Look out, Darwin — Wolfe’s coming for you. Tom Wolfe’s new book, The Kingdom of Speech, which we reviewed a couple of days ago, takes aim at Charles Darwin and Noam Chomsky: “Like an industrial engineer who also makes bespoke dueling pistols in his shed on the weekends, Mr. Wolfe has made a side career of skirmishing with the eminati (his term) in an array of cultural fields. If fighting enlivens one’s mornings, Mr. Wolfe has had little need of caffeine.”
"Most of all, they don’t tell you that fear, to reverse a phrase from C. S. Lewis, will feel so like grief, and so you begin to mourn what you have not yet lost, because mourning prematurely is the only way to protect yourself from hope." For Catapult, Laura Turner writes about her trio of miscarriages and the hope she lost (and found) along the way. (Turner is a 2017 Year in Reading alum).
When, in 1921, a young French writer working as a translator for James Joyce asked the writer to reveal his schema for Ulysses, Joyce balked, saying that “If I gave it all up immediately, I’d lose my immortality.” What he meant, at least in part, is that he wanted his opus to be relevant in perpetuity. At Full-Stop, Dustin Illingworth reads Ulysses on Twitter and asks: can the book survive the transition from the page to social media? Pair with: Josh Cook on The House of Ulysses by Julian Rios.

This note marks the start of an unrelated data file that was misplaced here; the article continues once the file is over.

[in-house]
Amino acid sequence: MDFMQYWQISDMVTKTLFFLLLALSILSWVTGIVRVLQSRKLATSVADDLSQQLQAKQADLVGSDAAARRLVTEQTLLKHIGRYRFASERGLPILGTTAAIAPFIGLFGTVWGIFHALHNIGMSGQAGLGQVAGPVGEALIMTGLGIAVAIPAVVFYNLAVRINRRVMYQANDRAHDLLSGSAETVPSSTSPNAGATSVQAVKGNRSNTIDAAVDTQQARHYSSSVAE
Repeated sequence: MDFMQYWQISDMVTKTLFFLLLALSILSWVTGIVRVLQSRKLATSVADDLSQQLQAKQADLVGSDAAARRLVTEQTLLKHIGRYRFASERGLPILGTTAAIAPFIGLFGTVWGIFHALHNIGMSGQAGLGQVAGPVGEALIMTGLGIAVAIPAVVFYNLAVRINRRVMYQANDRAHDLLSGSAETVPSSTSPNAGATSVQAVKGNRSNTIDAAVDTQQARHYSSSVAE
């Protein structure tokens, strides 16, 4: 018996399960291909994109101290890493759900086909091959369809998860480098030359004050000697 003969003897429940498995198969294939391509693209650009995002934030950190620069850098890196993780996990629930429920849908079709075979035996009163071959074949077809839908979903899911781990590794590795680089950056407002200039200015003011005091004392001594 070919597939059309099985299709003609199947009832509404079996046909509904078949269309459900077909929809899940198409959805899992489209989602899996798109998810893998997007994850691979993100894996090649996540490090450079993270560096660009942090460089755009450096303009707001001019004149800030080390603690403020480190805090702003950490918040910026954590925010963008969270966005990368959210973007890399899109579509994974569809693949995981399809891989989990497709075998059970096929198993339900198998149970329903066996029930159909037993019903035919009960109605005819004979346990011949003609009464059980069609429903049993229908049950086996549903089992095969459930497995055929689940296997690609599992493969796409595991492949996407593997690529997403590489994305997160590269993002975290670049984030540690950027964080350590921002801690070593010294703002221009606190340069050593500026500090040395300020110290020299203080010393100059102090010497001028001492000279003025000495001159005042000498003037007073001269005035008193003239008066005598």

Also the name of a beautiful book of poetry by Jake Adam York, a group of starlings is known as a "murmuration." One could make the case that the birds are America's most literary. Each of the hundreds of millions of European starlings currently inhabiting North America is a descendant of the approximately 100 birds released in New York City's Central Park in the early 1890s. They were released by a society intent on populating America with each of the birds mentioned in Shakespeare's plays.
New this week: A Hundred Thousand Words by Bob Proehl; Missing, Presumed by Susie Steiner; The Sun in Your Eyes by Deborah Shapiro; The Bones of Grace by Tahmima Anam; The Swan Book by Alexis Wright; The Life of the World to Come by Dan Cluchey; and Mortal Trash by Kim Addonizio. For more on these and other new titles, go read our Great 2016 Book Preview.
New this week: Behold the Dreamers by Imbolo Mbue; The Dollhouse by Fiona Davis; The Outside Lands by Hannah Kohler; I'm Still Here by Clelie Avit; and Blood in the Water by Heather Ann Thompson. For more on these and other new titles, go read our Great Second-Half 2016 Book Preview.